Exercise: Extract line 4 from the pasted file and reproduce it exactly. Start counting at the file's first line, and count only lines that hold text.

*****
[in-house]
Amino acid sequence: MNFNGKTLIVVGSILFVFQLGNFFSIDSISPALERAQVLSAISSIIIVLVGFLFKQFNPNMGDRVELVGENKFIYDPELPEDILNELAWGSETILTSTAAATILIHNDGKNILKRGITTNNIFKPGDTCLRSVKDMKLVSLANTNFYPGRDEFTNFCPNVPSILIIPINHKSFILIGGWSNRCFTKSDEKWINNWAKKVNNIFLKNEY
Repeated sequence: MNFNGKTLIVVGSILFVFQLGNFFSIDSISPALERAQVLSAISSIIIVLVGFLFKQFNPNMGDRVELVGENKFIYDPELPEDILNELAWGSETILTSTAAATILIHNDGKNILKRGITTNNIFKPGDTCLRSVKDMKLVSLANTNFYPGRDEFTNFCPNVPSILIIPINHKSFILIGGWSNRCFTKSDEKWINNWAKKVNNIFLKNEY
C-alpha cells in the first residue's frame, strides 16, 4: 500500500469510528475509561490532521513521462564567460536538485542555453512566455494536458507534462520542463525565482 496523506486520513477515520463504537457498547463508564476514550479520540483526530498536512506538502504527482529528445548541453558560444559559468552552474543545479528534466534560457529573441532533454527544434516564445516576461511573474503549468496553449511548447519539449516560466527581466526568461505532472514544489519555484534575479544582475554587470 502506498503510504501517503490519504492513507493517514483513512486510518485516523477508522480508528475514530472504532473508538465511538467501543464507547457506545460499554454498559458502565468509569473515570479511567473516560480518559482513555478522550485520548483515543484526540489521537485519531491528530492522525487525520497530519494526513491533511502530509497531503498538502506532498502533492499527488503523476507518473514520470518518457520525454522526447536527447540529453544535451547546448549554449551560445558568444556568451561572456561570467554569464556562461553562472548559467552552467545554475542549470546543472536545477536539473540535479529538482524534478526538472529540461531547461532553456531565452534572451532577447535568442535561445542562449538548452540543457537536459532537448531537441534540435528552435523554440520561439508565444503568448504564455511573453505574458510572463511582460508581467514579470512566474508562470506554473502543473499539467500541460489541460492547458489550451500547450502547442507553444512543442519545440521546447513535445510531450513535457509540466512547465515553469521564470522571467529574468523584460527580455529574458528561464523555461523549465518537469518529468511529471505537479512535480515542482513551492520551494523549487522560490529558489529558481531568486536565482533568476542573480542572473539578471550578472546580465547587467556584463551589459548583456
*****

C-alpha cells in the first residue's frame, strides 16, 4: 500500500469510528475509561490532521513521462564567460536538485542555453512566455494536458507534462520542463525565482 496523506486520513477515520463504537457498547463508564476514550479520540483526530498536512506538502504527482529528445548541453558560444559559468552552474543545479528534466534560457529573441532533454527544434516564445516576461511573474503549468496553449511548447519539449516560466527581466526568461505532472514544489519555484534575479544582475554587470 502506498503510504501517503490519504492513507493517514483513512486510518485516523477508522480508528475514530472504532473508538465511538467501543464507547457506545460499554454498559458502565468509569473515570479511567473516560480518559482513555478522550485520548483515543484526540489521537485519531491528530492522525487525520497530519494526513491533511502530509497531503498538502506532498502533492499527488503523476507518473514520470518518457520525454522526447536527447540529453544535451547546448549554449551560445558568444556568451561572456561570467554569464556562461553562472548559467552552467545554475542549470546543472536545477536539473540535479529538482524534478526538472529540461531547461532553456531565452534572451532577447535568442535561445542562449538548452540543457537536459532537448531537441534540435528552435523554440520561439508565444503568448504564455511573453505574458510572463511582460508581467514579470512566474508562470506554473502543473499539467500541460489541460492547458489550451500547450502547442507553444512543442519545440521546447513535445510531450513535457509540466512547465515553469521564470522571467529574468523584460527580455529574458528561464523555461523549465518537469518529468511529471505537479512535480515542482513551492520551494523549487522560490529558489529558481531568486536565482533568476542573480542572473539578471550578472546580465547587467556584463551589459548583456